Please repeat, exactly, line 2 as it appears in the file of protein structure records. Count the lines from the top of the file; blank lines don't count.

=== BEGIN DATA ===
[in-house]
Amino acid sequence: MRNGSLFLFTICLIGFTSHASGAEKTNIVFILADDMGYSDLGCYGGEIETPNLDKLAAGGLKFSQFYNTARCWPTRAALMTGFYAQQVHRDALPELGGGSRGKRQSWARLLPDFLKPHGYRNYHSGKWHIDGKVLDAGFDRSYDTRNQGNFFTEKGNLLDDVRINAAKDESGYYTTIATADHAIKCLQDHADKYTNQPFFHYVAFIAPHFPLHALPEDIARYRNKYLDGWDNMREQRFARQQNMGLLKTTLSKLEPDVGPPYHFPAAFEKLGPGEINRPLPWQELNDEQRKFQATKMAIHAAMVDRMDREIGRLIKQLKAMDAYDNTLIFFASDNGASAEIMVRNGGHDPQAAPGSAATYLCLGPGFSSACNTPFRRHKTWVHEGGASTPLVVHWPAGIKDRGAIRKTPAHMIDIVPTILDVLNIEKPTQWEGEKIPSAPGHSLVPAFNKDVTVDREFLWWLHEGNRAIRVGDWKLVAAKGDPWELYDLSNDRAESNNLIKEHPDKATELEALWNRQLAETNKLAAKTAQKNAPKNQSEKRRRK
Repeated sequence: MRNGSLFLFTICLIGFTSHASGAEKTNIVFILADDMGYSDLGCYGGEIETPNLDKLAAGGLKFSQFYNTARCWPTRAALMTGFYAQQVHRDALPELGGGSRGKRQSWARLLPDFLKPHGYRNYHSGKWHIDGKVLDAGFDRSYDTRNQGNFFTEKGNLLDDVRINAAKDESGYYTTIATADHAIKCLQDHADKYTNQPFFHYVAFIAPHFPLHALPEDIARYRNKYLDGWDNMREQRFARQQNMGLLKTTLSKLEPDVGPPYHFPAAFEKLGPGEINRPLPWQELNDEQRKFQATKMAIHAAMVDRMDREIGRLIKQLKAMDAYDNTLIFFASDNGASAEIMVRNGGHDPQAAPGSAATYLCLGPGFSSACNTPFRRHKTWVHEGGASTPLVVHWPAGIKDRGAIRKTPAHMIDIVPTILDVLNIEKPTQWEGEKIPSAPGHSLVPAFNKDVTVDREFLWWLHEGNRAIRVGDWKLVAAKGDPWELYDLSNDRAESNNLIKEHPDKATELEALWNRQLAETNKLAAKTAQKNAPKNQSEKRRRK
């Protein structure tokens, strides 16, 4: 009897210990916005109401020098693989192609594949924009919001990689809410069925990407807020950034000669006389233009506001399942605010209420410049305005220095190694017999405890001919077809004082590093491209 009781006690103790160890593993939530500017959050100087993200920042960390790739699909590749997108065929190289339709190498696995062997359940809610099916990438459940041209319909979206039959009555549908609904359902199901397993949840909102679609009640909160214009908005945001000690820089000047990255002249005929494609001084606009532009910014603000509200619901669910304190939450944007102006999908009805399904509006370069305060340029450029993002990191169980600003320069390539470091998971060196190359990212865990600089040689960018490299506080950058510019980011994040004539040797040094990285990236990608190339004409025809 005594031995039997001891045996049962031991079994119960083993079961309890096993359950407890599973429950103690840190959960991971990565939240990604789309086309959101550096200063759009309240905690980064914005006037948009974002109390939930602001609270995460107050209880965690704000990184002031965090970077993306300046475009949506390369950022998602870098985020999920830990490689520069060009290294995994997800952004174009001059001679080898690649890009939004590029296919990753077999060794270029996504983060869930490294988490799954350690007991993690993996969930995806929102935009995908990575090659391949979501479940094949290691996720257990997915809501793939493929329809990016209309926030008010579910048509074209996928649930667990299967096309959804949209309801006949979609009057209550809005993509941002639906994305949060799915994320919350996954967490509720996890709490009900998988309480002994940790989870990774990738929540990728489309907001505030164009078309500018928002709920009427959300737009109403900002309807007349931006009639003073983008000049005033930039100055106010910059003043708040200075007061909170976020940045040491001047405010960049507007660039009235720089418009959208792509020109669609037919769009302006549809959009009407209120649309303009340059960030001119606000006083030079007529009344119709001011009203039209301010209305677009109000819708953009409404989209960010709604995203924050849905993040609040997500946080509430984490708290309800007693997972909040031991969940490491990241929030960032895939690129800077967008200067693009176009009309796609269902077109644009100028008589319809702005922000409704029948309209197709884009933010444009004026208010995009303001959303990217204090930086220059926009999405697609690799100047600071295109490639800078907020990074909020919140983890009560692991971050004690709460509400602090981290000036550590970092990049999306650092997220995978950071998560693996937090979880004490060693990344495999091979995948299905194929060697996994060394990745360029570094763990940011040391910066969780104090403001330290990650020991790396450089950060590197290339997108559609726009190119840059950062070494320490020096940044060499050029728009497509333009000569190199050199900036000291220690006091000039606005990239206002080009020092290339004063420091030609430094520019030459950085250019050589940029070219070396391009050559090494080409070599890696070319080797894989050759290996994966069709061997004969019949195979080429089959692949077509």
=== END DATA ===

Amino acid sequence: MRNGSLFLFTICLIGFTSHASGAEKTNIVFILADDMGYSDLGCYGGEIETPNLDKLAAGGLKFSQFYNTARCWPTRAALMTGFYAQQVHRDALPELGGGSRGKRQSWARLLPDFLKPHGYRNYHSGKWHIDGKVLDAGFDRSYDTRNQGNFFTEKGNLLDDVRINAAKDESGYYTTIATADHAIKCLQDHADKYTNQPFFHYVAFIAPHFPLHALPEDIARYRNKYLDGWDNMREQRFARQQNMGLLKTTLSKLEPDVGPPYHFPAAFEKLGPGEINRPLPWQELNDEQRKFQATKMAIHAAMVDRMDREIGRLIKQLKAMDAYDNTLIFFASDNGASAEIMVRNGGHDPQAAPGSAATYLCLGPGFSSACNTPFRRHKTWVHEGGASTPLVVHWPAGIKDRGAIRKTPAHMIDIVPTILDVLNIEKPTQWEGEKIPSAPGHSLVPAFNKDVTVDREFLWWLHEGNRAIRVGDWKLVAAKGDPWELYDLSNDRAESNNLIKEHPDKATELEALWNRQLAETNKLAAKTAQKNAPKNQSEKRRRK